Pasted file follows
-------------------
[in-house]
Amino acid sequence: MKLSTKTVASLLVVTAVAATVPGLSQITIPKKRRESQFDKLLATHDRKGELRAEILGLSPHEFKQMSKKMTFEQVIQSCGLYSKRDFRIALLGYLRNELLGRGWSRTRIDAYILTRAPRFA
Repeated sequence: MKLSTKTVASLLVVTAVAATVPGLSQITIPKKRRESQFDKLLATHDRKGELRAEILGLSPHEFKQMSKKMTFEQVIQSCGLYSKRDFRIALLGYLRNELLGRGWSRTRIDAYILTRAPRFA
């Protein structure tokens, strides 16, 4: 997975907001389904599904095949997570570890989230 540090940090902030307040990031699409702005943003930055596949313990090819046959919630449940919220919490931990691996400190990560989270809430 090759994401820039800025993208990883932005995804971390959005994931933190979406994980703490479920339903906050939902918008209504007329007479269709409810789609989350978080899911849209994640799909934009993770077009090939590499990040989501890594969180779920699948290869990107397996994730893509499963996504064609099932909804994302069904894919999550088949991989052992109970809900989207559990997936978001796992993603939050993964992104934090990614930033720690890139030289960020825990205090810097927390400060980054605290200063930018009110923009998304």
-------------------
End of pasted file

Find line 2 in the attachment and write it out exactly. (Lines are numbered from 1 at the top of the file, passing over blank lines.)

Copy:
Amino acid sequence: MKLSTKTVASLLVVTAVAATVPGLSQITIPKKRRESQFDKLLATHDRKGELRAEILGLSPHEFKQMSKKMTFEQVIQSCGLYSKRDFRIALLGYLRNELLGRGWSRTRIDAYILTRAPRFA